How Many Satellites are There in Space?

Humans has sent thousands of satellites to space, however close to three-quarters of them have ceased being functional.
Humans has sent thousands of satellites to space, however close to three-quarters of them have ceased being functional.

A satellite is a body that moves around another body that is under study, like the Earth. Some satellites are man-made while others are natural. The artificial satellites are placed in space to revolve and serve a specific purpose. The force of gravity makes the object relevant to the researcher. Though humans has sent thousands of satellites to space, it is observed that close to three-quarters of them have ceased being functional. Nevertheless, humans has been able to better understand the universe and other planets, as well as the moon. This has enabled us to advance in all sectors. Satellites can be grouped into natural and artificial.

The Origin Of Satellites

In October 1957 the Soviet Union pioneered the construction and launching of satellites with Sputnik 1. The satellite was 23 inches in size and made of metal. This progress by the Soviets triggered the US to construct its own first satellite, bearing in mind that the Cold War was at its climax. The US saw the object as a technical instrument for scientific research, political mirage, as well as a false doctrine to defeat the Eastern Block. Later, the US made proposals on how they would launch super bodies to orbit the earth. The president at that time, Mr. Dwight D. Eisenhower, allowed huge resource allocation to this project. Different government departments were assigned different roles to ensure a successful takeoff.

How Many Satellites Are There in Space?

Currently, there are thousands of man-made satellites constructed by many countries around the world in space. By 2013, approximately 3,600 of them were still orbiting the earth, of which half have been launched by the US. The most notable satellites are the International Space Station and the Hubble Space Telescope. Interestingly, there are 13 satellites on Mars, 15 on Venus, and 47 on the moon. Records have it that technological research accounts for the largest number of satellites at 141, followed by navigation with 91. By 2016, Russia had the highest number of satellites at 1,437, followed by the US with 1,099 satellites. Communication satellites account for the highest number at 2,000.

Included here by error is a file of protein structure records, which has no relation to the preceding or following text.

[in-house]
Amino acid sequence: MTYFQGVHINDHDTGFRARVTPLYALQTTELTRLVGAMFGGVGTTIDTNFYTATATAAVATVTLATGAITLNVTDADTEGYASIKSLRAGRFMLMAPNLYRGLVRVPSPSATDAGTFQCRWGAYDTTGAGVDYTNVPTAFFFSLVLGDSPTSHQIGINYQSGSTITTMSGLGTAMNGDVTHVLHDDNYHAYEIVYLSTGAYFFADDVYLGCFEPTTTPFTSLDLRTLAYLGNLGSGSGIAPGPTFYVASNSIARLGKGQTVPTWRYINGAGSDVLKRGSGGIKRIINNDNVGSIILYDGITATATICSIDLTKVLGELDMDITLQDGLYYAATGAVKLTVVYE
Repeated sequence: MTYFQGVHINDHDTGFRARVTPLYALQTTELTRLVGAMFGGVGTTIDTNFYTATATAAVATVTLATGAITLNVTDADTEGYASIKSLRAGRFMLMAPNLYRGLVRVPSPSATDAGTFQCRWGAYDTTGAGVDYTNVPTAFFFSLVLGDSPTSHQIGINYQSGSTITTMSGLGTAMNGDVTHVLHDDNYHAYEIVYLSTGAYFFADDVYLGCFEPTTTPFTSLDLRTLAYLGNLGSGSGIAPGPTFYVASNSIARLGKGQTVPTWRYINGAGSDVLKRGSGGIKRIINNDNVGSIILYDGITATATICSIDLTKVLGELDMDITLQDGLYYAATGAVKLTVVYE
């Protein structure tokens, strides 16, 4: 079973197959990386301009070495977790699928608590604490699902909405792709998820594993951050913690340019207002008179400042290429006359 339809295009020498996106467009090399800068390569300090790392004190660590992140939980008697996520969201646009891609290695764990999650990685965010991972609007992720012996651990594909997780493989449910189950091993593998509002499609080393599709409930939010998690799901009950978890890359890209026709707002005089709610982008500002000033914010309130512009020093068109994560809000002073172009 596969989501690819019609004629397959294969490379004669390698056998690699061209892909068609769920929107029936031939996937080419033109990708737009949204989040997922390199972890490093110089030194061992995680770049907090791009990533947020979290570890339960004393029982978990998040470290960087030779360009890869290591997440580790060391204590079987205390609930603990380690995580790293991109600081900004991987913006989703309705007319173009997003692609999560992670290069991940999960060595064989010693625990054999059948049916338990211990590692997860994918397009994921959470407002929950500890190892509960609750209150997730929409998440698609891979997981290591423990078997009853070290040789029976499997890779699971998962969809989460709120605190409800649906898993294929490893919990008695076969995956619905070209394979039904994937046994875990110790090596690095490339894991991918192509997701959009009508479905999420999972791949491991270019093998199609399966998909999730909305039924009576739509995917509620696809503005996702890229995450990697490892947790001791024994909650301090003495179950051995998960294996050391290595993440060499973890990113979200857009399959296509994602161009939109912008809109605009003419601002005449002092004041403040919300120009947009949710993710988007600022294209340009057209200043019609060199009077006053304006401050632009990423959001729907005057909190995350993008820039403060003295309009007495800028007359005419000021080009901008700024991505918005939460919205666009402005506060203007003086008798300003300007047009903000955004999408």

By sorting out the number of satellites according to the distance from the earth, there are three categories, namely, those that orbit very close to the earth, those at the middle about 20,000 kilometers, while the rest are far away from the earth at approximately 36,000 kilometers.

Though close to 25,000 satellites went dormant, close to 1,000 are still active, with an estimated 560 objects relaying relevant and useful information to Earth. Satellites have also been sent to other planets like Mercury, Mars, Venus, and even the moon. Aside than the major satellites which weigh up to 6 tons, there are other much smaller satellites of lesser significance. According to researchers, the smaller satellites are over 21,000 in number and a further 500,000 measure below ten centimeters.

Significance Of Satellites

During the Cold War, these objects were aimed at providing information about other countries, which the military could then use to attack the enemy. Nowadays, however, satellites assist in the understanding of space, the earth, and other planets. They assist travelers in knowing the direction of sea and land, in the charting of ship courses, and routes taken by airplanes. Scientists are also able to monitor climatic conditions and detect any weather changes. Satellites also assist researchers in making distant objects appear nearer and bigger, and therefore easier to study.


More in Environment